– Eligible refugees: These should include those in most urgent need of resettlement as identified by UNHCR, as well as those seeking family reunion in Australia and those who Australian employers may wish to sponsor. Priority should be given to UNHCR-referred candidates and employability should not be part of the eligibility criteria.
– Eligible sponsors: Those individuals wishing to sponsor refugees should do so as a collective ‘sponsor group’ under the auspices of a registered non-profit organisations, including incorporated community associations, local councils, religious organisations and other charities (‘Approved Community Organisations’ or ‘ACOs’). ACOs should be able to demonstrate that each sponsorship group will be capable of providing settlement support to the sponsored refugee(s) for 12 months.
– Cost of sponsorship: The concept of community sponsorship involves the sponsoring community organisation covering the cost associated with a refugee’s initial stages of settlement, as well as airfares and medical checks prior to departure. Sponsor groups under the auspices of an ACO should be expected to raise funds to cover the costs for refugees for the first year of living in Australia. This should include costs for food and living expenses, rent and initial costs to make a new home in Australia. To ensure people do not experience hardship, sponsored refugees should have access to Centrelink (including rent assistance). However, the cost of Centrelink for one year should be covered by the sponsors. Our proposed model would reduce the cost of sponsoring a family of five from up to $100,000 (under the CSP) to between $20,000 and $50,000, depending on the extent to which income support is required in the first year after arrival. The cost of sponsoring an individual would be between $7,000 and $20,000, depending on the period of income support required. Some of these costs could be offset if sponsors are able to provide in-kind support (such as free accommodation or furniture).
– Access to public services: Sponsors should be responsible for providing settlement support for the first year of settlement. However, sponsored refugees should have access to all other social services, Medicare, English language tuition and education, on par with other resettled refugees through the Refugee and Humanitarian Program. These costs should be borne by the Australian Government. After one year of settlement, sponsored refugees should continue to receive social security support from the government, on par with refugees resettled through the Refugee and Humanitarian Program. Adoption of the above fundamental principles could allow Australia to develop a world-renowned community sponsorship program at minimal cost to the tax-payer. In doing so, Australia could enhance its humanitarian response to forced migration significantly and in a way which would facilitate the efficient and deep integration of refugees into the Australian community. It would also provide an opportunity to leverage the compassion and generosity of Australians to meet Australia’s international responsibilities to support refugees in need of protection.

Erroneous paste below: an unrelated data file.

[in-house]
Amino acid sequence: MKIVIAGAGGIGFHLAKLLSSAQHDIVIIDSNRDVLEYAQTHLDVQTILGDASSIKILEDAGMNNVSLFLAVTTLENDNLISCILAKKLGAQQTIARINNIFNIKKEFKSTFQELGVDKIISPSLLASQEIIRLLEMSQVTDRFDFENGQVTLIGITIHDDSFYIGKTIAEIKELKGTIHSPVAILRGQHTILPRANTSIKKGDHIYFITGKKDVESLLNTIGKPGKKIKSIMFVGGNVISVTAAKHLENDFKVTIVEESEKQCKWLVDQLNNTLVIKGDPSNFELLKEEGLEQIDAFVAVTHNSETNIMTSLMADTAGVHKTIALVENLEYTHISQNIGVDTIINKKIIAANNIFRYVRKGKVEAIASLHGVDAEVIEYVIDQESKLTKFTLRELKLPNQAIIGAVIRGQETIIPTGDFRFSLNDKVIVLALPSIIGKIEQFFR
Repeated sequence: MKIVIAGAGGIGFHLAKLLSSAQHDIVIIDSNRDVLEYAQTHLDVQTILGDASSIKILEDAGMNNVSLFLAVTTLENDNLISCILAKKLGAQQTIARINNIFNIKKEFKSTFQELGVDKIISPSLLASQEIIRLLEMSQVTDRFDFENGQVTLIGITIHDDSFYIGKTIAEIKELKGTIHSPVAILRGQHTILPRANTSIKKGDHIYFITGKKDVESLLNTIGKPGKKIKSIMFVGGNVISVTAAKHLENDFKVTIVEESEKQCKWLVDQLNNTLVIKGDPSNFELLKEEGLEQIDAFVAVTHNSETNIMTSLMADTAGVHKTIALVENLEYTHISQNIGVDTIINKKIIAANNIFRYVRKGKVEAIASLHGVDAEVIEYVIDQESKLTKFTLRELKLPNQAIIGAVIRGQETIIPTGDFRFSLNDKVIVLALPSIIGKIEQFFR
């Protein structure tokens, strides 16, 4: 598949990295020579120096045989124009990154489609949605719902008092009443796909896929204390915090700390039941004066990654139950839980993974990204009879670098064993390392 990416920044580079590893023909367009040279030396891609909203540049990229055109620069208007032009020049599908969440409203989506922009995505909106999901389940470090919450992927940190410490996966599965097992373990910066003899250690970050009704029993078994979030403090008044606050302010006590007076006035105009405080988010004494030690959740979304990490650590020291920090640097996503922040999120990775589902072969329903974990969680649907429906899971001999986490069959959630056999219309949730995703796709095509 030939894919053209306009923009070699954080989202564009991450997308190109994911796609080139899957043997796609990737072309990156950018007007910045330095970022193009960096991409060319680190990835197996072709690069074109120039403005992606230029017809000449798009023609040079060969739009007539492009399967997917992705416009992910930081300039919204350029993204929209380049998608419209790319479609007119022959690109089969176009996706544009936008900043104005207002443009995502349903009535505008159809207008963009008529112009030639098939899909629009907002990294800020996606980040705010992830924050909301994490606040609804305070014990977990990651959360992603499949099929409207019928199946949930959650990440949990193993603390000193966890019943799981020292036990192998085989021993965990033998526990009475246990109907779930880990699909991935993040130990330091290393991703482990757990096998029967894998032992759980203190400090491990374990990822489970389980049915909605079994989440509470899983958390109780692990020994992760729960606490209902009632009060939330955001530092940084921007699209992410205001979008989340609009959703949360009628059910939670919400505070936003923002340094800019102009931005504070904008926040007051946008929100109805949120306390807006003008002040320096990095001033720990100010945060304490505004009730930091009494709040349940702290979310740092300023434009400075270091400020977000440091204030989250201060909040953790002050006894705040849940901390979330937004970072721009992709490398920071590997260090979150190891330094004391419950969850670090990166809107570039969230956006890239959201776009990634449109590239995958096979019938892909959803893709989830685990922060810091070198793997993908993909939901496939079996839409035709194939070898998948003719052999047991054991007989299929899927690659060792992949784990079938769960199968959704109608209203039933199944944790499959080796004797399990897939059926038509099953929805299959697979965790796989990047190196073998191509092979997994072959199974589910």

RAR, Sanctuary and Amnesty working together on the NSW-Victorian Border to lobby for reform to the Community Sponsorship Program.
RAR National believes that the present Community Sponsorship Program doesn’t serve refugees OR communities very well. We have been working with sector organisations, the Coalition and with Labor to improve the present policy.
For more information about what we propose see CRSI.
For enquiries to Penny Vine or Marg Rasa at
We were all surprised when the Prime Minister announced a Review into Humanitarian Outcomes to report in early February and especially as its focus was to include refugee settlement in rural and regional Australia. RAR National has made a submission to the Review (attached) as have some groups. RAR National was also pleased to be invited to present in person to the Review Team to expand on the issues raised in its submission.”
Enquiries and follow-up, Marg Rasa, RAR National Vice President